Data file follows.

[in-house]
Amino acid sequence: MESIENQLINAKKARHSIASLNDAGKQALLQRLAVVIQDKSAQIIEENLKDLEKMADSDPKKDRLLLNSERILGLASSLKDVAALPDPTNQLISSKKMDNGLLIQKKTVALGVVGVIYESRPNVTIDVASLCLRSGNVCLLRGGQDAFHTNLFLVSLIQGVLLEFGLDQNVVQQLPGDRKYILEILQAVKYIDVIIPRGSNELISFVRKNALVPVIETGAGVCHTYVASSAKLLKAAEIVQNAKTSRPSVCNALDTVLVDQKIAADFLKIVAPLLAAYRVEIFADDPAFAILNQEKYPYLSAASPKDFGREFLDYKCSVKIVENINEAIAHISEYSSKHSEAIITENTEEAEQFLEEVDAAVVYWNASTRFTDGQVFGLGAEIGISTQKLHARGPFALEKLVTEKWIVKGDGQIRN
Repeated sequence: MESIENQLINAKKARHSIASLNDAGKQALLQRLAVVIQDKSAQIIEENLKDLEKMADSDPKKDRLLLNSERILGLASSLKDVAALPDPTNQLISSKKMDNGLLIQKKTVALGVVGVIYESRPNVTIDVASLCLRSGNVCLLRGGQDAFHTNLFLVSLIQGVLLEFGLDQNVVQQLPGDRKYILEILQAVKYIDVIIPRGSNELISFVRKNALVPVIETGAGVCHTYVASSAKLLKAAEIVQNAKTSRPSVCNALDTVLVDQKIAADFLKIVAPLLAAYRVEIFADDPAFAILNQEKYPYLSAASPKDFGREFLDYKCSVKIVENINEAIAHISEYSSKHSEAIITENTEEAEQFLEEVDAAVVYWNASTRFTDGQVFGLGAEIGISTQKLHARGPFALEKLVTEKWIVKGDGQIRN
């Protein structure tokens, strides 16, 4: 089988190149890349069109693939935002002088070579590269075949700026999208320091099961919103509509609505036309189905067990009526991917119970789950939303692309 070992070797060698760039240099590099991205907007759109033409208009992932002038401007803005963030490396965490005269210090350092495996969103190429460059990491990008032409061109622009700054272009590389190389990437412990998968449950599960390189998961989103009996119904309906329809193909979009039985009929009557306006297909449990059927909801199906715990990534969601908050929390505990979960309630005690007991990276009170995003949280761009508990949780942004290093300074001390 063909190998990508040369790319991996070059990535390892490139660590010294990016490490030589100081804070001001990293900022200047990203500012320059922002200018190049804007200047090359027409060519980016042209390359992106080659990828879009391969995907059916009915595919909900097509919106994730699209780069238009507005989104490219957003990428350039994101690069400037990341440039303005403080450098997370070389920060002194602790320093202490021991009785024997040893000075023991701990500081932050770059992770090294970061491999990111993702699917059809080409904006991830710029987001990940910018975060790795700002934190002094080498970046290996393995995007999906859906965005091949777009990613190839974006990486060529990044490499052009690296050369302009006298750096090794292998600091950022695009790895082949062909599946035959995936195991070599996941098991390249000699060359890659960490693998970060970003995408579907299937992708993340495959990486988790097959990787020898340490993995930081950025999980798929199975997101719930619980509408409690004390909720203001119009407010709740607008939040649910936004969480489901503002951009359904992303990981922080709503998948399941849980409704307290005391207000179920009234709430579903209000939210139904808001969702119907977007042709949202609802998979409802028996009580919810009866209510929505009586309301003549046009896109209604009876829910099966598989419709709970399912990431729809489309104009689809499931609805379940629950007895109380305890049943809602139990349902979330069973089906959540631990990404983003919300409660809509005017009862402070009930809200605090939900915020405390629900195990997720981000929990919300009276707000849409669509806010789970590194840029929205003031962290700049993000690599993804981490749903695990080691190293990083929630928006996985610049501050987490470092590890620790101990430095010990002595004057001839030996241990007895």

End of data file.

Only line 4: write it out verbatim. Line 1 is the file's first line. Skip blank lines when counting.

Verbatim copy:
């Protein structure tokens, strides 16, 4: 089988190149890349069109693939935002002088070579590269075949700026999208320091099961919103509509609505036309189905067990009526991917119970789950939303692309 070992070797060698760039240099590099991205907007759109033409208009992932002038401007803005963030490396965490005269210090350092495996969103190429460059990491990008032409061109622009700054272009590389190389990437412990998968449950599960390189998961989103009996119904309906329809193909979009039985009929009557306006297909449990059927909801199906715990990534969601908050929390505990979960309630005690007991990276009170995003949280761009508990949780942004290093300074001390 063909190998990508040369790319991996070059990535390892490139660590010294990016490490030589100081804070001001990293900022200047990203500012320059922002200018190049804007200047090359027409060519980016042209390359992106080659990828879009391969995907059916009915595919909900097509919106994730699209780069238009507005989104490219957003990428350039994101690069400037990341440039303005403080450098997370070389920060002194602790320093202490021991009785024997040893000075023991701990500081932050770059992770090294970061491999990111993702699917059809080409904006991830710029987001990940910018975060790795700002934190002094080498970046290996393995995007999906859906965005091949777009990613190839974006990486060529990044490499052009690296050369302009006298750096090794292998600091950022695009790895082949062909599946035959995936195991070599996941098991390249000699060359890659960490693998970060970003995408579907299937992708993340495959990486988790097959990787020898340490993995930081950025999980798929199975997101719930619980509408409690004390909720203001119009407010709740607008939040649910936004969480489901503002951009359904992303990981922080709503998948399941849980409704307290005391207000179920009234709430579903209000939210139904808001969702119907977007042709949202609802998979409802028996009580919810009866209510929505009586309301003549046009896109209604009876829910099966598989419709709970399912990431729809489309104009689809499931609805379940629950007895109380305890049943809602139990349902979330069973089906959540631990990404983003919300409660809509005017009862402070009930809200605090939900915020405390629900195990997720981000929990919300009276707000849409669509806010789970590194840029929205003031962290700049993000690599993804981490749903695990080691190293990083929630928006996985610049501050987490470092590890620790101990430095010990002595004057001839030996241990007895």